[tweetmeme source=”sureshsambandam” only_single=false]15-20 years ago, enterprise application development, as we know today, wasn’t all that clear. All I can deduce, in a retrospective analysis – digging the internet, is that people knew the different puzzle pieces which are needed, in building an enterprise application. For example,
- Need for abstracting business rules for modifying rules separately from rest of the application lead to the creation of the the BRE category with companies like iLog (now with IBM), Selectica (my ex-employer which is no longer in the BRE space – sad!), Talarian – now with TIBCO (I used Talarian’s RTIE when I was at HP to build Fraud Detection System for Vodafone and interesting to see Tom Laffey of Talarian still at Tibco as EVP of Products & Technology) and the opensource DRools and Jess
- Need for abstrating Workflow, when Workflow logic became a dominant portion of the application, lead to a whole new category called Workflow, which later modified itself to BPM, resulting in companies like Savvion and jBPM
- Similarly, Presentation Layer has seen tremendous innovation that lead to AJAX that is being predominately used across the board today.
- When people realized using vanilla – ODBC / JBDC is making their life complicated (there are friends like Sriram – who will argue the other way) lead to another whole new category leading to companies like TopLink later acquired by Oracle. And, in the opensource world fully dominated by Hibernate . As I write this post, there is another big war on SQL vs NoSQL potentially leading to another innovation in this space.
Now, all of this is great, great, great. Let me make that clear, first. However, over time all these individual puzzle pieces that are required for building enterprise software have become isolated infrastructure stove pipes. While there has been tremendous amount of talk on eliminating application stove pipes very little has been done in the infrastructure space.
Enterprise Software industry has been successful in solving the individual puzzle pieces on a stand alone basis. However, a unified platform that blends (I am purposefully saying blending instead of integrated – e.g. coffee making is a fine art of blending with chicory – not mixing) all of these puzzle pieces is/was elusive. Today, what industry does is a mega-gluing exercise when building an enterprise application. There is still a great deal of unfinished business in this space. And, Cloud brings in the market momentum for finishing that business.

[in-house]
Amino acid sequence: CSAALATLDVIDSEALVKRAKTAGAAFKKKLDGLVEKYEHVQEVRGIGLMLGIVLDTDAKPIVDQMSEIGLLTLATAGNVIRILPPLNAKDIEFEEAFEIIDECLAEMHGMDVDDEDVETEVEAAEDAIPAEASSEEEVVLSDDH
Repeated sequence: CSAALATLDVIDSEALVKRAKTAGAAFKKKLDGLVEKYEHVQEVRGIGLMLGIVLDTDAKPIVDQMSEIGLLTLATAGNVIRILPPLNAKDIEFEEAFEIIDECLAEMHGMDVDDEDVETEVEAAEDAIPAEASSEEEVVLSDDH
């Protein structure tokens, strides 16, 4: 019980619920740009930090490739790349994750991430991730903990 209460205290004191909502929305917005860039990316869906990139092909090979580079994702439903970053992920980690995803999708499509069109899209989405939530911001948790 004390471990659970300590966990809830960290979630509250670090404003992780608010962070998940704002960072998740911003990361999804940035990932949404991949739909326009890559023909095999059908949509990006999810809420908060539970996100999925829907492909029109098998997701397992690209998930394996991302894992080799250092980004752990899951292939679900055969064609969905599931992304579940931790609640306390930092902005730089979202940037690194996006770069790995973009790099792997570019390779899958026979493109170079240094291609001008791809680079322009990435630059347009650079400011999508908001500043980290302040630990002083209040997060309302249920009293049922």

Just to elaborate with one example, unification is not calling an API from your application to the Workflow / BPM Engine to perform a state transition. That approach would mean passing as much context information as required, to the WF engine to perform the state transition. The application is a stranger to the WF / BPM engine is concerned. I see many BPM projects fail miserably just because of this. Unfair to target BPM alone – this applies to other softwares that are part of the puzzle (like BRE, etc).
Some would argue that not all enterprise applications need all these pieces. Yes, I agree. But a vast majority that falls into ‘enterprise business applications’ need all of these pieces preferably in a ready to consume fashion – with no need to build or glue any infrastructure or plumbing code.
Among other capabilities OrangeScape, has solved this piece in a very unique manner (blend???) which I will elaborate in an another post (this post has become big already)!
P.S: This post is dedicated to Robin @ MF (not appropriate to fully quality him, at least as of now) who triggered me to blog this and and helped me prioritize my plunge into the blogging world.
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